KENOSHA — Next week will mark one year since the police shooting of Jacob Blake. The protests that followed led to unrest that put the country’s eye on Kenosha.
Kenosha’s Interim Police Chief Eric Larsen says some of the changes to his department’s policies and training were in the works before the Blake shooting, but conversations between police and the community became much more intentional in the months that followed.
Back on Aug. 23 of 2020, cell phone video showing officer Rusten Sheskey shooting Blake became a rallying cry for the Black Lives Matter movement.
At the time of the shooting, Larsen was a deputy chief of the department. Now, as the interim chief, he’s speaking on the department’s behalf.
When asked what he learned from the Blake shooting and the protests that followed, Chief Larsen responded, “this all started prior to all that.”
TMJ4 News pressed further, asking what he learned from the Blake shooting in particular. He responded, “I'm not going to speak to that."
Chief Larsen says that’s because of ongoing lawsuits facing the department, but he was willing to speak about the changes the department has made since, including body cameras for all officers beginning in October.
“(Officers) know there are cameras everywhere in the community, whether it's on buildings, people with their own camera. It now allows us to get our perspective,” he said.
When it comes to policy changes, Chief Larsen says Kenosha’s mayor tasked the department with implementing deescalation tactics and training after the police killing of George Floyd in Minneapolis.
Chief Larsen says after the Blake shooting, he reached out to community activists about what they want from their police department. The biggest request was non-police violence disruptors.
"It makes sense because if you can stop something from escalating, if you can get that argument quashed, you can potentially stop future violence,” Chief Larsen said.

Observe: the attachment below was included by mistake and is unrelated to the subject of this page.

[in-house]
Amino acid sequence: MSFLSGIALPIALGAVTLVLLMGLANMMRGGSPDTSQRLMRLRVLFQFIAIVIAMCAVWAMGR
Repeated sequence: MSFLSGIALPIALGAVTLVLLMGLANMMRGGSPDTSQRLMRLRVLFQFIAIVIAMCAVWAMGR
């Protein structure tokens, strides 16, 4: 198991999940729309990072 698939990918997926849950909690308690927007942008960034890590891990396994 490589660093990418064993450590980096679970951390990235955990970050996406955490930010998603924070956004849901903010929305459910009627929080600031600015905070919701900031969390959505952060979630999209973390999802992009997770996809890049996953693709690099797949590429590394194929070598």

Since December, Chief Larsen says he’s met weekly with a group called Kenosha Coalition Organizing Resolution. Its president, Nicholas Dennis, says the chief has been receptive to their calls for change and willingness to help.
"Whatever happened, happened,” Dennis said. “We still feel the pain from it, but we can't stand here and keep dealing with the pain. We've got to do something that's going to heal the injury.”
Dennis says his organization has received more than a dozen calls since winter to deescalate conflicts before they turn violent.
"One of them was actually on this street and to make a long story short, the officers, they got out the way,” he said. “They left, and the C.O.R. showed up and we handled the situation. Everybody went home happy and it was a great day for us."
Dennis admits he isn’t pleased with every decision the Kenosha Police Department has made, such as allowing officer Sheskey to return to the force after he was cleared of criminal charges in the Blake shooting.
"Right now, he's assigned to the detective bureau and he's doing meaningful work there,” Chief Larsen said of officer Sheskey. "He's not out in the community at this point."
Chief Larsen says aside from typical retirements which happen every year, six officers decided to leave after protests and civil disturbances last summer.
Chief Larsen originally planned to retire at the end of this year, but agreed to stay through 2022 to train new officers and continue his efforts with community policing.
"I think the future looks good, I think that there will always be struggles,” Chief Larsen said. “As positive as you can be, you're not always going to be able to get along with everyone, but we're going to put our best foot forward and we're going to try."